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BEIJING (Reuters) - China forecasts more than 800,000 green energy vehicle will be sold in the country this year, an increase of at least 58 percent from 2016, state media reported on Thursday, despite the central government easing up on policy supports.
China has aggressively promoted plug-in electric vehicles, including spending billions of dollars in subsidies, to curb urban air pollution and help the domestic auto industry establish itself at the forefront of the technology.
The central government had promoted the sales of green cars for years before sales began to boom in 2015, although it eventually hopes the segment will be driven by market demand. It has reduced subsidies for the vehicles by 20 percent this year on a path toward eliminating the payouts entirely by the end of the decade.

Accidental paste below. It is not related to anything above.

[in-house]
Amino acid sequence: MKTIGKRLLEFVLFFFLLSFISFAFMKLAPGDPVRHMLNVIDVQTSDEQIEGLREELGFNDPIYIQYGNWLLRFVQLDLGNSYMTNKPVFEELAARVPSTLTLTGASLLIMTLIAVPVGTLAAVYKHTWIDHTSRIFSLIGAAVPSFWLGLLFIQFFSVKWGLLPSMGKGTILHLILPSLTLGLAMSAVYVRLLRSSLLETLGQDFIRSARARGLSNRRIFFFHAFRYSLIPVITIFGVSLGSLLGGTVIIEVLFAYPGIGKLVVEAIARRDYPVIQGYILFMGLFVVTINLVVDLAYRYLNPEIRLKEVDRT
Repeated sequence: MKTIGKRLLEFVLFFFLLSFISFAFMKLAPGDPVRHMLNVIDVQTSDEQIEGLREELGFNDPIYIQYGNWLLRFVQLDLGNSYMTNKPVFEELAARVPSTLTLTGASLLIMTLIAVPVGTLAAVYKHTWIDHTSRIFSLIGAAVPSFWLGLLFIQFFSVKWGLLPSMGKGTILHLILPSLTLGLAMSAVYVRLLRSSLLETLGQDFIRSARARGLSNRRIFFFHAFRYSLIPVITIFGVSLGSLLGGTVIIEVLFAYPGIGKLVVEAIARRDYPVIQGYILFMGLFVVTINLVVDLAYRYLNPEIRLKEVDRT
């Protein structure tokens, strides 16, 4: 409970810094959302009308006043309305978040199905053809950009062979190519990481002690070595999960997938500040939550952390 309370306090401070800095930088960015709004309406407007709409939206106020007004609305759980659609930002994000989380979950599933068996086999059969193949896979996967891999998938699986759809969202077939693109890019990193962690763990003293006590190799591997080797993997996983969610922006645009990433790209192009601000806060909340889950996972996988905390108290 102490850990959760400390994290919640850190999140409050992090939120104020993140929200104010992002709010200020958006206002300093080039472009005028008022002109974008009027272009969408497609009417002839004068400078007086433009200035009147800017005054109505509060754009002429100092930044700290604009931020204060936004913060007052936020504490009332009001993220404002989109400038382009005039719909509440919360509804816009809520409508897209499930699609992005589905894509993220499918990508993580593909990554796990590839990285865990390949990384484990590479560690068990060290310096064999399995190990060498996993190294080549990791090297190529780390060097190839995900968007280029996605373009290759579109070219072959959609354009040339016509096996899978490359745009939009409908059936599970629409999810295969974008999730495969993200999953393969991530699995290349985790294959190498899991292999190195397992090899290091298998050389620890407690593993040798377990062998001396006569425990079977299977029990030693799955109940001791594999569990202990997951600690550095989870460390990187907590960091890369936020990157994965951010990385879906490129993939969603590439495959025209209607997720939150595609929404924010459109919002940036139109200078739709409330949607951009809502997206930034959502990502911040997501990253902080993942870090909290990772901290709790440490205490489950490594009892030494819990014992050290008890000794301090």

Xu Yanhua, a vice secretary for the government-backed China Association of Automobile Manufacturers (CAAM), told Economic Information Daily that passenger cars would increasingly drive the market for plug-in vehicles and are expected to account for more than 70 percent of demand in 2017.
"In 2017, demand for long-range pure electric car will rise further, charging facilities will continue to maintain rapid growth momentum, and following an expansion in scale, manufacturing costs will also be further reduced," Xu told the state-run publication.
Last year, China recorded sales of 507,000 battery electric and plug-in hybrid vehicles, growing more than 50 percent but missing the original forecast of 700,000 vehicles due to uncertainty over policy supports, according to CAAM.
Reporting by Jake Spring and Beijing newsroom; Editing by Christian Schmollinger